The Power and Pride of Being Right

Few of us like to be wrong, and yet we so often are. To be wrong can feel like being ‘found out’, or like somehow showing a weakness or failing. Most of us would rather be found out to be wrong in the company of friends than enemies, as though being ‘wrong’ somehow demeans or reduces us.

There are contexts when being wrong is certainly bad: when our actions cause harm or damage, but often it is simply a part of learning. We may be wrong when we leave behind our shores of certainty, when we reach into the unknown.

It’s not simply a question of being comfortable with being wrong: we may also consider how we discover that ‘wrongness’. Do we realise it ourself, is it commented on by a friend, or used as a spear to attack us? Each of those mechanisms may affect how we respond: defensively, constructively, or collaboratively.

There is also a consideration of how ‘permanent’ the wrong is: will it haunt us forever, or be gone by tea time? More permanent consequence is more likely to inhibit our willingness to be wrong than a transient one.

In theory, a good learning experience will hold spaces of varying consequence: spaces where you need to be right (assessments maybe) but also spaces where you may be uncertain or wrong, not as part of failure, but part of learning.

To construct and hold these spaces, we have to examine our relationship with ‘wrong’ – when is it failure, when does it carry risk, where is the consequence and how is it applied?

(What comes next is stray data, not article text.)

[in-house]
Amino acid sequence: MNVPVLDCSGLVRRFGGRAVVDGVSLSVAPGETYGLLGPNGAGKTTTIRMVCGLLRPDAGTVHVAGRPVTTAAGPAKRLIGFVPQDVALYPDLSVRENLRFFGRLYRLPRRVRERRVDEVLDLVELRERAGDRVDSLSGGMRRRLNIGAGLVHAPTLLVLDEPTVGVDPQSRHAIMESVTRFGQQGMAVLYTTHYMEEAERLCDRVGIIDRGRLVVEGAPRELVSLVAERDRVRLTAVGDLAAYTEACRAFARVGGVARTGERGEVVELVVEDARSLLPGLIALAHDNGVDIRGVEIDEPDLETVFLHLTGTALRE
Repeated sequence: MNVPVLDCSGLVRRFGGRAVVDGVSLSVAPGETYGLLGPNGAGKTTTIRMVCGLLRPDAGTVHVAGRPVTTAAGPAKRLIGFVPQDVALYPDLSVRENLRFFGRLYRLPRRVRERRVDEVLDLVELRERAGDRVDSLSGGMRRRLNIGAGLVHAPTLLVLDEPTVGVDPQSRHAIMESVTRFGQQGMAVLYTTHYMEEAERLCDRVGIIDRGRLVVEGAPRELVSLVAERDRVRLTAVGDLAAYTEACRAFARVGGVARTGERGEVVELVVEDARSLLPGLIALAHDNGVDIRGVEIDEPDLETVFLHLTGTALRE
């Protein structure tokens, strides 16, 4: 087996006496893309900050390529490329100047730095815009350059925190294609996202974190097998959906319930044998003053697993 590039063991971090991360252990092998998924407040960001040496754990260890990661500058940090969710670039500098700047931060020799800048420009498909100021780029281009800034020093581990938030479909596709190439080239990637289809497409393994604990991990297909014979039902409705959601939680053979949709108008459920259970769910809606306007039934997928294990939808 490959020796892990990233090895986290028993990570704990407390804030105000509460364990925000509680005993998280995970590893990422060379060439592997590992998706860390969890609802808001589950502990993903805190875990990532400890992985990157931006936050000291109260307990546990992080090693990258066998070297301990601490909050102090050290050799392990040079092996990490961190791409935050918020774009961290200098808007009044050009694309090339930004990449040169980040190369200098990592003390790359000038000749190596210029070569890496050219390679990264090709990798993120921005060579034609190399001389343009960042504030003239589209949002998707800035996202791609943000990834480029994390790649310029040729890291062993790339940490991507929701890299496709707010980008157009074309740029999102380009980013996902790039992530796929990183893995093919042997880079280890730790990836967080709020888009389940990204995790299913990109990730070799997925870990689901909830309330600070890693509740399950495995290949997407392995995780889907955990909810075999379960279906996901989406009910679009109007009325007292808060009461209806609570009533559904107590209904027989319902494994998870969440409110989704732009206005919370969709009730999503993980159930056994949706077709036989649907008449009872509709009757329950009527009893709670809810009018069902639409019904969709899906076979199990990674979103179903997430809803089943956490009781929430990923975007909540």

We take pride in being right, and also find power in being so. Hence we may lose power by being wrong, which is something we have to address at a social level.

It’s not enough to simply tell people that it’s ok to be wrong: our sense of safety is constructed, through experience and belief. Instead, we need to allow people the space and support to construct that belief, and that is partly through structured activity, and partly through the ability to test and sample the environment. To find their trust in the system.

This is why a consideration of ‘community’ is so important in models of Scaffolded Social Learning: social collaboration takes place within these community structures, and they are more than simply a registration on a system, or a ‘pod’ or group that we are thrust into.

The broad principle is this: effective learning will include the opportunity to find where we are wrong, where our space to learn sits, and to do so in a community that allows us (supports us) to learn, to safely set aside our power, and to protect our pride.

About julianstodd

Author, Artist, Researcher, and Founder of Sea Salt Learning. My work explores the context of the Social Age and the intersection of formal and social systems.
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